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Time To Say Goodbye

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Time To Say Goodbye

As pet owners, we endeavour to make sure that our faithful companions stay fit and healthy, for the length of their lifetime. Unfortunately, our pets do not live as long as us and at some point, we will have to prepare to let them go. Sadly, few of our pets pass peacefully away in their sleep. Therefore, we all wish to do the right thing at the right time, fulfilling our responsibility and commitment in their final days. We hope these words will help you and your family in a time of conflicting emotions. 
Nobody knows their pet better than you and your closest family and friends, so let them help and share in making a reasoned judgement on your pet’s quality of life. 
Indications that things may not be well may include:

  • Loss of appetite
  • A reluctance to play and move around as normal
  • Restlessness or becoming withdrawn from you
  • Changes in behaviour
  • Deterioration of a disease

When the time is right to put your pet to sleep, you may see evidence of a combination of all the above indicators and your pet may seem distressed, uncomfortable or disorientated within your home.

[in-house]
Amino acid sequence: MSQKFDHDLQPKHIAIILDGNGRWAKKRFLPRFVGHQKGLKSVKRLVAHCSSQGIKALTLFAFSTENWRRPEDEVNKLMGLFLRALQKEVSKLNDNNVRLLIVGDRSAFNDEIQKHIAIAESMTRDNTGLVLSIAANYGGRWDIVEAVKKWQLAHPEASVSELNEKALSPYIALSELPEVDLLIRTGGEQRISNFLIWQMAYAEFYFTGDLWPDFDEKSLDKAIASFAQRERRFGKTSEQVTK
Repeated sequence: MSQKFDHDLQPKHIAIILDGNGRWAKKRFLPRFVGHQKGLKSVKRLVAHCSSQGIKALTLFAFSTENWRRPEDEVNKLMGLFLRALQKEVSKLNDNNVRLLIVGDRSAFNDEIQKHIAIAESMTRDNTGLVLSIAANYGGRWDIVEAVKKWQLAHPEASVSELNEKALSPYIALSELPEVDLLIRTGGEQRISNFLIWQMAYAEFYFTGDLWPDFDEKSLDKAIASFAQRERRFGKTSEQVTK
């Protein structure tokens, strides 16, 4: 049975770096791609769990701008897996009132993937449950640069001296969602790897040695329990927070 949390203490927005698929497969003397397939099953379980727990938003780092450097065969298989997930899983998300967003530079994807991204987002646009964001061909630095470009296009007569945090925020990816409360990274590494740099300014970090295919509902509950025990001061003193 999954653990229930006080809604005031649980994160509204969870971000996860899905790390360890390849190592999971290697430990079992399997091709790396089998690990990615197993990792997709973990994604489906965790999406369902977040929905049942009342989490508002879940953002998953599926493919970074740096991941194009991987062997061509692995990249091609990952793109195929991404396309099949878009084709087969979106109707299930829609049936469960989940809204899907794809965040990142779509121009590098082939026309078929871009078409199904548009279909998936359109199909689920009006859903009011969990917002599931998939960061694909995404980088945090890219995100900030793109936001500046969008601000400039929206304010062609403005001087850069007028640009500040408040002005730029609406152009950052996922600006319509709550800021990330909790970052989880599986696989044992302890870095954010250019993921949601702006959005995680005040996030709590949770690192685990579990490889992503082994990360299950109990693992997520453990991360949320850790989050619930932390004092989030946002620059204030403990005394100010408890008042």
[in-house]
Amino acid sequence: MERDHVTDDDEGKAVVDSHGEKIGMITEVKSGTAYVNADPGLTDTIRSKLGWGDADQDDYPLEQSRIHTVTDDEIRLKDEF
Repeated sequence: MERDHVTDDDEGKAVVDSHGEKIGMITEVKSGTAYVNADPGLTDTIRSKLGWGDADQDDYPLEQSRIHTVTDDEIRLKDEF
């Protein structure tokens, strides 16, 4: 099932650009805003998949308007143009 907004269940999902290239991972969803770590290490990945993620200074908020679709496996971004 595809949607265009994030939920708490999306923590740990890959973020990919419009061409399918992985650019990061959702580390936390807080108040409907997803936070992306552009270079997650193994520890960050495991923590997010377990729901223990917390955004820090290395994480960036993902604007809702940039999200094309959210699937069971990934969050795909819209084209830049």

Is there nothing more I can do? 
As your vet, we will discuss all treatment options available for your pet to relieve their symptoms, but there will come a time when all forms of treatment have been exhausted, we have discovered the disease is incurable, or you feel your pet is suffering too much. You and your family may wish to talk with your Veterinary Surgeon to help you all come to this final decision; in this case, we will arrange an appointment for you. 
When and where can we say goodbye?
We hope this section will help you and your family understand your pet’s end-of-life journey. This is known as ‘euthanasia’ but often referred to as ‘putting to sleep’. After discussing with your family and your vet, and having decided that the time has come, you can contact your surgery and make an appointment. We will always try to make this appointment at a time that is convenient for you. 
It is also possible to arrange this appointment to be performed in the comfort of your own home. If this is an option you would like, we will do our best to arrange a home visit. In these cases, a vet and a nurse will visit your home. When they have put your pet to sleep, they will either take the body back to the surgery for cremation or leave them with you to bury at home. Additional charges will apply for this service and certain times of day may be restricted. 
Will I be able to stay with my pet? 
Being present when your pet is put to sleep will be both emotional and distressing, but the majority of owners feel that they give comfort to their pet during their last moments, and can make their final goodbyes. But this is not comfortable for everyone; we understand if you do not want to stay in the room with your pet but make your goodbyes afterwards. We will always make time for you and your family to do this. 
What will happen? 
Initially, your vet or another member of our team will ask you to sign a consent form to give us permission to put your pet to sleep. You may have already discussed with your vet what you then wish to do with your pet’s body, but we will confirm this on the consent form as well as paw prints and hair clippings.